I mentioned in the comments to one of Tom's posts a few weeks ago I've been trying to transmogrify myself into a technical artist -- i.e. one of the guys on a production team artists go to for help with tool deficiencies, automation or to help translate artist-speak to engineer-ese and vice versa. Part of that has been to learn Python and, particularly, PyMEL: the Maya-specific melding of Python with Maya Embedded Language (MEL). It's been a challenging, often-frustrating, but ultimately rewarding experience thus far. I'm heads-down in a lot of books that do their best to make the abstract tangible and the complicated simple. I started learning Python last year and I guess I would say I was a baby in the world of programming then. Now, I'm kind of a toddler looking forward to preschool (not yet ready for kindergarten, I think).
One angle to help me learn has been to take tools written by other techincal artist types and put them through their paces. You'd be surprised what's out there and what has been done with them. I came across the website of Matthew Breit a few years ago. He's a professional game artist who has made several community-celebrated Quake III maps as side projects. One of his maps is a cubist dream set in the sky. While it's a beautiful map in its own right (and fun to play, too), it's also a testament to leveraging technical know-how inside an ancient (in terms of game technology) engine. The Quake III engine (or idTech 3) is 16 years old and certainly not cutting edge. But Breit was able to squeeze out an amazing looking map by using Python inside Maya to supplement Radiant, the spartan toolset used to make levels for Quake. You can read about his design theory here and the technical postmortem here.
Breit released his workhorse script, CubeSpew.py, to the public after he was done with the map for anyone interested in how it worked or who wanted to learn. Curious, I downloaded the script and thought I'd give it a spin to see what I could produce. Breit freely admits the script is presented as-is, with no GUI or documentation other than the comments in the code. I contacted him directly through email a couple of times and he's been nice enough to answer questions, although it's been three years since he's touched the script and has moved on to other things. I only hit him up for bread-crumb clues whenever I was completely and utterly stumped. His answers were not of the 'here's how it works' variety, but were helpful and offered insights into the various functions and methods, which gave me something to chew on as I tried to reverse engineer the methodology.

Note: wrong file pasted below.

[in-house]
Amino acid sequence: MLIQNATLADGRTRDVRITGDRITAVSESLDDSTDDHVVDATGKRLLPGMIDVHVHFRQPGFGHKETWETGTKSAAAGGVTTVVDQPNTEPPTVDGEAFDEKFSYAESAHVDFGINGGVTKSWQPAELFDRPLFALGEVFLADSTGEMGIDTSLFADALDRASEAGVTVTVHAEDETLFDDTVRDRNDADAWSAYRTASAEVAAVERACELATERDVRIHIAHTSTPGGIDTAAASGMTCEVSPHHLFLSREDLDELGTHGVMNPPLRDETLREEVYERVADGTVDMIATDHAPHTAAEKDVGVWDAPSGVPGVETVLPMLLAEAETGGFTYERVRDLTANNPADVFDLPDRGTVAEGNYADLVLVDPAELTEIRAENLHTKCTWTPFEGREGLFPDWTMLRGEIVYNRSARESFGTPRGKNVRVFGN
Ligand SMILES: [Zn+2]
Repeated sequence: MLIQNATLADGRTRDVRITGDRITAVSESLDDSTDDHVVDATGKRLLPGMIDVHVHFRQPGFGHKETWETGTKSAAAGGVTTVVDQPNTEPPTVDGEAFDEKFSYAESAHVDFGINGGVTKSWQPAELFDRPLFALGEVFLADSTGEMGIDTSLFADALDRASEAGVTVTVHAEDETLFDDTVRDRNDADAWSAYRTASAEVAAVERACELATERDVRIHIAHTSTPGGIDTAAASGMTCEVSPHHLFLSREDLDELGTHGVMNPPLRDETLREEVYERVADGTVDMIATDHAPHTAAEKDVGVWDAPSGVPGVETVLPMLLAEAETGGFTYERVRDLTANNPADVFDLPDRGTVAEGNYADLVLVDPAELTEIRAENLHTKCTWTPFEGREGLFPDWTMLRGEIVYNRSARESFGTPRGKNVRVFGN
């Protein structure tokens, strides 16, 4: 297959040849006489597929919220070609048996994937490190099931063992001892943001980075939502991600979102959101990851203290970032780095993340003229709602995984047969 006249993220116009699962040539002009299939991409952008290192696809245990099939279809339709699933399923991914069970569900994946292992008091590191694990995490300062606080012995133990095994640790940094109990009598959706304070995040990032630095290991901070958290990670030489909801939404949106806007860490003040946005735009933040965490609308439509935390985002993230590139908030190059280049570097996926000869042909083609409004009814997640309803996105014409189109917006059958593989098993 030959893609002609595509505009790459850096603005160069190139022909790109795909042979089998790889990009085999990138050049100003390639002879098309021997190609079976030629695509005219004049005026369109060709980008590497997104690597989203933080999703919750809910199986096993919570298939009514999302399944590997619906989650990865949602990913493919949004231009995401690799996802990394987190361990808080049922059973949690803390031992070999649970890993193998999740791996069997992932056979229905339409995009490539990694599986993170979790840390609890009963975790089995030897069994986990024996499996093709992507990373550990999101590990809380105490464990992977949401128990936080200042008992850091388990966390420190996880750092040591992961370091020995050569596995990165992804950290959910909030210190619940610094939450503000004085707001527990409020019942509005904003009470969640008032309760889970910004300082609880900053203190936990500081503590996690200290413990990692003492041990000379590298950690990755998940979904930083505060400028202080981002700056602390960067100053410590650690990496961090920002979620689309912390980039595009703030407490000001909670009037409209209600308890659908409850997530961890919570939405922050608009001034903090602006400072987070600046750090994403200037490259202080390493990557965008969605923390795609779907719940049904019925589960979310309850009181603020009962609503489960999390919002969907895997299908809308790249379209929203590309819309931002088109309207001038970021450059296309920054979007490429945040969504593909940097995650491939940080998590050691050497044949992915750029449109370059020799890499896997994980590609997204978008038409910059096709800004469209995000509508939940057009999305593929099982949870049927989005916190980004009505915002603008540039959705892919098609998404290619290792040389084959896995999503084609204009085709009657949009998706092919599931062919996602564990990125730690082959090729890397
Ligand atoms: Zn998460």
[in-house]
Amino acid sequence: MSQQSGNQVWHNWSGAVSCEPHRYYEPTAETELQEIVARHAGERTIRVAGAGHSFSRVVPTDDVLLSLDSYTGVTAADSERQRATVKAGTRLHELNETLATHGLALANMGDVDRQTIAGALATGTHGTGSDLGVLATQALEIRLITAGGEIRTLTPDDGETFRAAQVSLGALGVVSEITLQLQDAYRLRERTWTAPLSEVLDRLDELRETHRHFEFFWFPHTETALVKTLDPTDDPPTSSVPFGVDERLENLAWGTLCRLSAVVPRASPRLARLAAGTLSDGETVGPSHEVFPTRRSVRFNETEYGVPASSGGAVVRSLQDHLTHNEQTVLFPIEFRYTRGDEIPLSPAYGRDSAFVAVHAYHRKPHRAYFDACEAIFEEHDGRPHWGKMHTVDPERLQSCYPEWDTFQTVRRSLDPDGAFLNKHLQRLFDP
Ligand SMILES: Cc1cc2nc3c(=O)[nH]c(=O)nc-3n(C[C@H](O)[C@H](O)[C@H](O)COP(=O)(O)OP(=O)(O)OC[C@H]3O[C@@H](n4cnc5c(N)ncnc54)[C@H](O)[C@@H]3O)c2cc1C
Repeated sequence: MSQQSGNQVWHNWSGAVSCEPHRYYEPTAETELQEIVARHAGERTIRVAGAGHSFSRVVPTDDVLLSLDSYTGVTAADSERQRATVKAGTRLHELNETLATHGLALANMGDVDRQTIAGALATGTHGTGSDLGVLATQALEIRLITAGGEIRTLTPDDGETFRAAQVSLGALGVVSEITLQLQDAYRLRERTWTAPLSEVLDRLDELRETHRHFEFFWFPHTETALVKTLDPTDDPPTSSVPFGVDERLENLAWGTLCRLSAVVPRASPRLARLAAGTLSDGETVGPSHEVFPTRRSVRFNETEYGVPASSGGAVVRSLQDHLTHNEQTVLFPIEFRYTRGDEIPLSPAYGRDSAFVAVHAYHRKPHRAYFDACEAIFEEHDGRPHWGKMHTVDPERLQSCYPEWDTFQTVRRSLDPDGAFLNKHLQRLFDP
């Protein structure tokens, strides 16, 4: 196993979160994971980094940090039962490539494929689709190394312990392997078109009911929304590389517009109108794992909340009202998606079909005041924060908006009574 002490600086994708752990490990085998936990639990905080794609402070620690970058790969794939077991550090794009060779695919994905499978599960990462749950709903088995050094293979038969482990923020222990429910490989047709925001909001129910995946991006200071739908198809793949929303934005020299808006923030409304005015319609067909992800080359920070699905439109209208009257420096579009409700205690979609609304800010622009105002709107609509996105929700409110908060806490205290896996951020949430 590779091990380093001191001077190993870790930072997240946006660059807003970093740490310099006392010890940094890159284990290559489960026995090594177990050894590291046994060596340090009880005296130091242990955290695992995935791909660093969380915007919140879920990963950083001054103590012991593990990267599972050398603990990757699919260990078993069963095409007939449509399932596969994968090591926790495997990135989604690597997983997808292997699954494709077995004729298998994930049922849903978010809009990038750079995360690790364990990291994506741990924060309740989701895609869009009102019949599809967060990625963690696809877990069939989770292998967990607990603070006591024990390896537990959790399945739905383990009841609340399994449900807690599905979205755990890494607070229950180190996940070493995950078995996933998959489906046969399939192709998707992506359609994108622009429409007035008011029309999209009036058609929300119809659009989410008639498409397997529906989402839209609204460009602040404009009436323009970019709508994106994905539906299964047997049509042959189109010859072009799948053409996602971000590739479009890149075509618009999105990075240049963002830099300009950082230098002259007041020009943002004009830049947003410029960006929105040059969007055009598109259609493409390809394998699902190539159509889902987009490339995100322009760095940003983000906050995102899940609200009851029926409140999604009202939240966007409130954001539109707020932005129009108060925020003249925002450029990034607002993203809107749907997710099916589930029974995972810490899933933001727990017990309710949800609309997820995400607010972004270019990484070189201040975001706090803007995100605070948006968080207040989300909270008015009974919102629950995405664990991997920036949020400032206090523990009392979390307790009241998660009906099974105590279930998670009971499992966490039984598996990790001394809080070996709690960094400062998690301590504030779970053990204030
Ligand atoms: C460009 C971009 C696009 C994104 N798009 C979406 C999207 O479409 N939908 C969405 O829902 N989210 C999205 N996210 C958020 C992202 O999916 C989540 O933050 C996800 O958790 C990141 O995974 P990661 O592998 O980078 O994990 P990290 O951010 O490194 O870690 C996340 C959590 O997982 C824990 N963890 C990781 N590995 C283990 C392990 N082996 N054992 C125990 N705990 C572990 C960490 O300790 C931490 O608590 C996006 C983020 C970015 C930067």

I've persevered and been able to figure most of it out - but it has been a mind-bending butt-kicker. The script itself is quite organically complex (Breit said it just evolved over the years). It's some 1200 lines of code and not all of it is about building little cubes (although that is the bulk of it). The script evaluates an imported Quake brush (the basic building element of a Quake level) and generates little instanced cuboids of random size on the surface of the brush. Each instanced cuboid is a chunk held in memory inside Maya. You have to manually 'dimensionalize' that chunk (and all subsequent chunks) as a Maya 'polyCube' that can be digested back into a Quake brush when you export your work back to Radiant for an eventual playable Quake build. Each cuboid-turned-polyCube will be flush to whatever side/surface of the larger block you specify as reference. The little cuboids are randomized, yet all fit together like Tetris-pieces on the surface.
When creating the cuboid with the Python script, the instance that is created also stores texture alignment data which can be filtered via command line. The resultant output is five coordinate values you input into Radiant's texture alignment tool if you want to mimic the kind of precise UV alignment you would get using Maya's UV editor. That's only necessary if you are trying to get better edge definition with Quake III's shader system. This is all very Quake-and-Radiant-specific workflow stuff. You probably wouldn't do the texture alignment this way in another engine. You're kind of forced to do it this way with Quake III as it doesn't treat brushes the same way Maya handles polygonal meshes.
Parts of the script are for importing/export brushes from Radiant, and I had to figure out how that works. Parts of the script generate the coordinates for surface texture alignment inside Radiant - had to also figure out how that works. My initial discovery was that I had to fall back to an older version of Maya. Maya 2016 uses a different version of Python which breaks the math in the script. Luckily, I have Maya 2012 and the script runs there, so that's what I've been using.
So...I don't really have any sweet screenshots or anything to show (yet) but I'll post one that shows that I can now spew cubes with the best of them:
This has been a very rewarding (and often frustrating) experience. It really forced me to dig in and think. Ultimately, I feel I did learn a LOT - and I'm still learning. And now I have a greater appreciation for more advanced and user-friendly tools like Unreal 4 and Unity that are more powerful and have easier workflows.